Background. Quick step execution may prevent falls when balance is lost; adding a concurrent task delays this function. We investigate whether push-off force-time relations during the execution of rapid voluntary stepping is affected by a secondary task in older and young adults. Methods Nineteen healthy older adults and 12 young adults performed rapid voluntary stepping under single-and dual-task conditions. Peak power, peak force, and time to peak force during preparatory and swing phases of stepping were extracted from center of pressure and ground reaction force data. Results For dual-task condition compared with single-task condition, older adults show a longer time to reach peak force during the preparation and swing phases compared with young adults (∼25% vs ∼10%, respectively). Peak power and peak force were not affected by a concurrent attention-demanding task. Conclusion Older adults have difficulty allocating sufficient attention for fast muscle recruitment when concurrently challenged by an attention-demanding task.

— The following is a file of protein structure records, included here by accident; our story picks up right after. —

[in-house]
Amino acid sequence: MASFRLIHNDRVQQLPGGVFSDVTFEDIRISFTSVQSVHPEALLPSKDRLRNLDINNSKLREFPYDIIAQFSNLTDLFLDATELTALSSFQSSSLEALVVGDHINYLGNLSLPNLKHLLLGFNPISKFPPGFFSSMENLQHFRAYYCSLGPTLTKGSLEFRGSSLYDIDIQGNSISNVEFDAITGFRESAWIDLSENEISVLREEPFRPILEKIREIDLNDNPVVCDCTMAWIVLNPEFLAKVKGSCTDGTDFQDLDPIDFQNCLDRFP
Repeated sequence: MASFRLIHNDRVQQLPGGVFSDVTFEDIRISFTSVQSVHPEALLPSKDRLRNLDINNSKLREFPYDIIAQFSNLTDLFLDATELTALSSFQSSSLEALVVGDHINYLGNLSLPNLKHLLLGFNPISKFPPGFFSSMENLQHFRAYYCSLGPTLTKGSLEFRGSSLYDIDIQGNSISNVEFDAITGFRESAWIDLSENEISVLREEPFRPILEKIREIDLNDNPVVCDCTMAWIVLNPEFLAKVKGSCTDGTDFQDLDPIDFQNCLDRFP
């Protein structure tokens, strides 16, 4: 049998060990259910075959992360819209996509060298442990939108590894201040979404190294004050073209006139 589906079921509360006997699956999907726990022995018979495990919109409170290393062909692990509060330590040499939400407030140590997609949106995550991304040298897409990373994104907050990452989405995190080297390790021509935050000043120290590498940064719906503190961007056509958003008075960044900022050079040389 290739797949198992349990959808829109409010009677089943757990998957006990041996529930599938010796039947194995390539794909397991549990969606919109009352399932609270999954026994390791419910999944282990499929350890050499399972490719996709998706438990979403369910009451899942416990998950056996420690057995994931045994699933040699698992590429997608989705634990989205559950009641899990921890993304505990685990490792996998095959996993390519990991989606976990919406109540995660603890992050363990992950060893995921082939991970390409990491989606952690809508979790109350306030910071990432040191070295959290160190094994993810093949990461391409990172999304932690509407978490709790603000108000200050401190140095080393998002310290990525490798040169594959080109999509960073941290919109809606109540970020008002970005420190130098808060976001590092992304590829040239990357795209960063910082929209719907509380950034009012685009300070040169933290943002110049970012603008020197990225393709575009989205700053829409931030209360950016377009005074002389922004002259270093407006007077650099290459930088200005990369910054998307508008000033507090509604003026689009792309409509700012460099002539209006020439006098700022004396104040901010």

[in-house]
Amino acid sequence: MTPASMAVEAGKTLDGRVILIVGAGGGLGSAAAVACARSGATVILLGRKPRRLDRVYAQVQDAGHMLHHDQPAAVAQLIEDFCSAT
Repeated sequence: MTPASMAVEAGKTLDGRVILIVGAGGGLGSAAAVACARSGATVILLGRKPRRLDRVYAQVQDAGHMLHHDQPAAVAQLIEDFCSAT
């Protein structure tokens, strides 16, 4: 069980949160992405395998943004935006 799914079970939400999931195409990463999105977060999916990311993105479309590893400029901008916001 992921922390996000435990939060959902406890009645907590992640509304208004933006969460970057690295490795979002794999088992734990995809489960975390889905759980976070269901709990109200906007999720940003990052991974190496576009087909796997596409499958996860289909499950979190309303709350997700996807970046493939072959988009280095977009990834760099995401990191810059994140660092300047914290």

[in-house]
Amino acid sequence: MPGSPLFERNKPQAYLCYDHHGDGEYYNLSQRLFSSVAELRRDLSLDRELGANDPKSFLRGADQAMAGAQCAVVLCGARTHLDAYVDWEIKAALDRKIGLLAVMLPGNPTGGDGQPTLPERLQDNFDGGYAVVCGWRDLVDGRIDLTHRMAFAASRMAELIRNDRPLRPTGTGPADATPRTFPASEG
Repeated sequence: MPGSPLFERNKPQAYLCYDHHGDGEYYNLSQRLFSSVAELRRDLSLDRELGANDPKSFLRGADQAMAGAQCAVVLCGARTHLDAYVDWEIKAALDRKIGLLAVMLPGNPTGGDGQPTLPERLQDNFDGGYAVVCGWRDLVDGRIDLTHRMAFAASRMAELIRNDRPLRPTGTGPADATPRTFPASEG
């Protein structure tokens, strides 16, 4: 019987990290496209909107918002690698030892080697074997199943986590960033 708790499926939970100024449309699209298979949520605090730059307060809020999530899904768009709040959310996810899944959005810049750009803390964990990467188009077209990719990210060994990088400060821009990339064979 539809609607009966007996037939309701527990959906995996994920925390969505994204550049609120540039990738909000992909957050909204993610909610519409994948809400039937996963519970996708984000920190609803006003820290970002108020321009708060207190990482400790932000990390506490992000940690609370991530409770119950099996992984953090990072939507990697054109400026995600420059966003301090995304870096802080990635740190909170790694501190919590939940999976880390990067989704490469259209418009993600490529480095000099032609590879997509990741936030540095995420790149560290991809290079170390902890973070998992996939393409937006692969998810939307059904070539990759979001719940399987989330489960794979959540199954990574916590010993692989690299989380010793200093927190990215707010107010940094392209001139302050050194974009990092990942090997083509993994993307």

|Number of pages
|Journals of Gerontology - Series A Biological Sciences and Medical Sciences
|Published - Apr 2010
Bibliographical noteFunding Information:
This study was supported by a grant from the Retirement Research Foundation (L.I.e.O., 2001-056) and a post-doctoral fellowship (I.M.) from the National Institute on Disability and Rehabilitation Research.
- Dual task
- Step response time
ASJC Scopus subject areas
- General Medicine